For the half-year to 31 December 2014, the IPKat's regular team is supplemented by contributions from guest bloggers Rebecca Gulbul, Lucas Michels and Marie-Andrée Weiss.

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Wednesday, 28 March 2007

Da Vinci Code newsflash

In case you missed this morning's update on the IPKat's post on Monday, the Court of Appeal for England and Wales has today dismissed the appeal of Michael Baigent and Richard Leigh against the decision of Mr Justice Peter Smith to dismiss their copyright infringement claim against Random House in the Da Vinci Code case (see earlier IPKat posts here , here , here and here). The ruling in full, leading with the judgment of Lord Justice Lloyd, is available on BAILII [2007] EWCA Civ 247.

More comment on this lengthy decision will follow. This note confines itself to citing, without further discussion, the words spoken by Lord Justice Mummery at paragraphs 131 and 132 in his concurring judgment:

"As Lord Reid observed in Ladbroke (Football) Ltd v. William Hill (Football) Ltd [1964] 1 WLR 273 at 277, you can reach a wrong result in a copyright case by dividing up the original copyright work into separate parts and then asking whether the separate parts standing on their own could be the subject of copyright. In my judgment, this criticism of the destructive dissection of the original copyright work is as valid when considering the issue of infringement as it is when considering the issue of subsistence of copyright discussed by Lord Reid in that part of his opinion.

The point is so fundamental to the proper conduct of copyright litigation that it needs to be spelt out. On the issue of subsistence it is wrong to divide up the whole copyright work into parts and to destroy the copyright in the whole work by concluding that there is no copyright in the individual segments. Similarly, on the issue of infringement, it is wrong to take the parts of the original copyright work that have been copied in the alleged infringing work, to isolate them from the whole original copyright work and then to conclude that "a substantial part" of the original copyright work has not been copied because there was no copyright in the copied parts on their own".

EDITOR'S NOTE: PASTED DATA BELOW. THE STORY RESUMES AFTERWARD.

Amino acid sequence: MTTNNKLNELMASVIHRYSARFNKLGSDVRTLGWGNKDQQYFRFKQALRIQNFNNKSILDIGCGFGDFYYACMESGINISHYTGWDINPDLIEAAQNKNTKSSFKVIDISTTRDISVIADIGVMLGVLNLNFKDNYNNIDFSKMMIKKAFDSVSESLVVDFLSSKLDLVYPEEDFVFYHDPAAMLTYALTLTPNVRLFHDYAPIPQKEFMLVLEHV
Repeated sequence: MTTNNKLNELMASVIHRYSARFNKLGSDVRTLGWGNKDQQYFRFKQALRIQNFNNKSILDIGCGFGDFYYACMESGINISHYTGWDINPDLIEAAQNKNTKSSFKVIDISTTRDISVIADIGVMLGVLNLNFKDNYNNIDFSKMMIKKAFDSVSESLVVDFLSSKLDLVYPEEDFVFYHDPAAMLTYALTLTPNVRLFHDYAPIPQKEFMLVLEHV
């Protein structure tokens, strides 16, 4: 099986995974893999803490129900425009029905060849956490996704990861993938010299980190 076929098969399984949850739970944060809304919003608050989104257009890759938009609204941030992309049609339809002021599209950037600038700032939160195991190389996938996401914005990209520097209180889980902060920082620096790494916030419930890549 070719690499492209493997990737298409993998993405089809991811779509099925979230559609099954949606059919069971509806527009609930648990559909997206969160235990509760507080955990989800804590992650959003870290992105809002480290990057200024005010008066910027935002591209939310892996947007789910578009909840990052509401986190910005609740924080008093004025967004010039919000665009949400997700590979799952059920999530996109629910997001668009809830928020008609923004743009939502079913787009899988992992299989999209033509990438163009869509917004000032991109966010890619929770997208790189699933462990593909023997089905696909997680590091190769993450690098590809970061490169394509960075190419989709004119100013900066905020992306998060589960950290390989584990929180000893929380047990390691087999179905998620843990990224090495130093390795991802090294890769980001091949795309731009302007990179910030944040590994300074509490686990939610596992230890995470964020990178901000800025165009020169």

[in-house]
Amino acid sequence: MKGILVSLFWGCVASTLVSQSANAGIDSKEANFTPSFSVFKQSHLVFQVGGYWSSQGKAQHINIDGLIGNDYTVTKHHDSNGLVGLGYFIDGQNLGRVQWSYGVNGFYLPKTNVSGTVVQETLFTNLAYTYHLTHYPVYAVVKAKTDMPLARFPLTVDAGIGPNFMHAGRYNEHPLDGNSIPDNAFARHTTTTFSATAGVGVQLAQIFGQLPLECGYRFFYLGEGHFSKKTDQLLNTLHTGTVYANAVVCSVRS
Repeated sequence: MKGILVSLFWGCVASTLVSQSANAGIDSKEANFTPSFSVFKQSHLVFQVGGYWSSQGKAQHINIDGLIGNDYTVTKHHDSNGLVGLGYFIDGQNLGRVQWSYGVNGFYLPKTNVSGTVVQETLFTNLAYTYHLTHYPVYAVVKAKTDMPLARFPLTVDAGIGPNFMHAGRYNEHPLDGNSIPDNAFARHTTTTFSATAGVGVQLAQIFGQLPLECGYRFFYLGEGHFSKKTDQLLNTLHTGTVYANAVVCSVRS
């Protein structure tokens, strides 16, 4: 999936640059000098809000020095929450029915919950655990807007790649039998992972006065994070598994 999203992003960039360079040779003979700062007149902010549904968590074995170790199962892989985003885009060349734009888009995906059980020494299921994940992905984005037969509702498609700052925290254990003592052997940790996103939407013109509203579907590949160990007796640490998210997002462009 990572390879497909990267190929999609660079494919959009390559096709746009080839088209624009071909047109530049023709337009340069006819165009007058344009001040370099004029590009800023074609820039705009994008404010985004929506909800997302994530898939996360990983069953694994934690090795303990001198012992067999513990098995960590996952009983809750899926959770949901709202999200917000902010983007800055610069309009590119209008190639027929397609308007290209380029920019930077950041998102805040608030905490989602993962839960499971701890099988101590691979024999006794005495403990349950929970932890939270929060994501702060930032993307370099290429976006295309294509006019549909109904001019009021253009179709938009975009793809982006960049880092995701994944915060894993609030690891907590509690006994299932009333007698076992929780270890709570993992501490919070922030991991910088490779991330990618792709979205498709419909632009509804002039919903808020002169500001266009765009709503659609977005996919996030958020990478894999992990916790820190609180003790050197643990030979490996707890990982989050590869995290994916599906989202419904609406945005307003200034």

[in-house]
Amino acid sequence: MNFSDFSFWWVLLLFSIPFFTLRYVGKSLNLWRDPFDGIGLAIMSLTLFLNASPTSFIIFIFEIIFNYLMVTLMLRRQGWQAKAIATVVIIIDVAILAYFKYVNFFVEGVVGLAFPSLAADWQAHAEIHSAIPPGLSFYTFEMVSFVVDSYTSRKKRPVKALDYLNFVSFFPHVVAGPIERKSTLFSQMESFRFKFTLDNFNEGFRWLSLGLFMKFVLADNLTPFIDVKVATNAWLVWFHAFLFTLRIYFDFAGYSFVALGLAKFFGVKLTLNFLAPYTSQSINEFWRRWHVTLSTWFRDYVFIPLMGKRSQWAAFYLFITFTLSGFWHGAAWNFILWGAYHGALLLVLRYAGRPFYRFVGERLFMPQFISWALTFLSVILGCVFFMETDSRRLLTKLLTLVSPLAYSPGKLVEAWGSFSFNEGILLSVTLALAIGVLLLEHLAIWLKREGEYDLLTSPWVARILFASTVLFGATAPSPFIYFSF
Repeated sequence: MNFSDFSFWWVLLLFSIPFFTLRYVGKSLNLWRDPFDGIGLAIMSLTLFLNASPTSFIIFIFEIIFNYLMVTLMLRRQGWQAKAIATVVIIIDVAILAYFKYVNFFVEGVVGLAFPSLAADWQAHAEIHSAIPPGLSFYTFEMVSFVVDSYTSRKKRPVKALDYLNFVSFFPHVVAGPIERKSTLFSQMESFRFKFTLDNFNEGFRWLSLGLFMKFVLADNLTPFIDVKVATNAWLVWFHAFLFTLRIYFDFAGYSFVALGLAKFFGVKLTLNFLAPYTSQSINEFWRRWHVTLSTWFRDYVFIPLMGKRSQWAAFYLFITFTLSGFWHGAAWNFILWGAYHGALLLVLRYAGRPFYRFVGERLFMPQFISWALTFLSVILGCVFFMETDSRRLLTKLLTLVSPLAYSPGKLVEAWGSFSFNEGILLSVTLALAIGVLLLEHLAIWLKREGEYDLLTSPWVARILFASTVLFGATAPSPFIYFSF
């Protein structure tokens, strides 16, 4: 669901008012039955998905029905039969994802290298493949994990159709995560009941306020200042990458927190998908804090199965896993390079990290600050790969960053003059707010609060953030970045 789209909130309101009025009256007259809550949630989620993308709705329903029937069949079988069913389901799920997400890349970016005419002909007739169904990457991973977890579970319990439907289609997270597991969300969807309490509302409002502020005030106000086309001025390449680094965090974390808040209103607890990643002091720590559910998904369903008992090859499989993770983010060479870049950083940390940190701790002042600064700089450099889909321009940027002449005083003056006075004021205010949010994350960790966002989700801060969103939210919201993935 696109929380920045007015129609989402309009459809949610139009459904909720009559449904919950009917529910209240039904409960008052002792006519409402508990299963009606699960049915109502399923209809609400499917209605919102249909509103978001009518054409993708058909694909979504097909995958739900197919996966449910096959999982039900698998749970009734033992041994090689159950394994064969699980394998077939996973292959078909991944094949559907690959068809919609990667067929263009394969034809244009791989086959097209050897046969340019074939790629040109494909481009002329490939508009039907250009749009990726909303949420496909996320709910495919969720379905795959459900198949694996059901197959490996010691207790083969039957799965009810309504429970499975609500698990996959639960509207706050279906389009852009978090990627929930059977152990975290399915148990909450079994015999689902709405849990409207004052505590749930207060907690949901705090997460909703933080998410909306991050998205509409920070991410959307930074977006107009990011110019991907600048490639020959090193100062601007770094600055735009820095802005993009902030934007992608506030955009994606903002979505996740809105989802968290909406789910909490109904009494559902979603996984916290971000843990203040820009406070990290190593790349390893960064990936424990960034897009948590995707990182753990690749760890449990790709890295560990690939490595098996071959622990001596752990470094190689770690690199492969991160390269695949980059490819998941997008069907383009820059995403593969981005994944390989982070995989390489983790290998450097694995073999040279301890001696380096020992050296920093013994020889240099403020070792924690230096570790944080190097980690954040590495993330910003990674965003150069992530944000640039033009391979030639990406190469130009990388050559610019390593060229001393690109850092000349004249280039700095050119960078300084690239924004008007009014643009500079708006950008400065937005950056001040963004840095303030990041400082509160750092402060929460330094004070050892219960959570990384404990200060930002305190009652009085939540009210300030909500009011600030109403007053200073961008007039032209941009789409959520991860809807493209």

3 comments:

Noric Dilanchian said...

Thank you for Monday's early warning update and this post. I was able to read the cases and do a post myself, as an Australian specialist in book publishing law. There are no relevant substantive differences between the relevant copyright law in Australia and England. My post is titled "Why the authors who sued The Da Vinci Code lost twice" (http://www.dilanchian.com.au/content/view/242/56/)

Anonymous said...

Your article is interesting but I feel the supposition that Bagient and Leigh might have been more successful if their book had been a work of fiction is possibly mis-placed. You state that copying of non-fictional works is easier to demonstrate but isn't this due to the nature of the content in many non-fiction books? To borrow words from Peter Smith J, copying is identifiable because it is "in effect the only way in which [those ideas] can be expressed". However, this reasoning surely does not really apply to a novelistic work of non-fiction like HBHG which is not written in the same way as a work such as a text book?

Any thoughts?

Noric Dilanchian said...

Thank you anonymous for grappling with the core supposition in my post and 1993 article. I'll focus on your note that the plaintiffs' book was a "novelistic work of non-fiction". Though I'm being repetitive, my response is: (1) a novelistic work of non-fiction must have a substantial part of its expressions copied for copyright infringement to arise; (2) the nature of lengthy non-fiction works makes infringement action typically less likely to succeed compared to works of fiction (for reasons I've written on briefly in my post and article); and (3) the likelihood of success in a copyright action for a novelistic work of non-fiction is limited to the extent it is non-fiction and helped to the extent it is novelistic.

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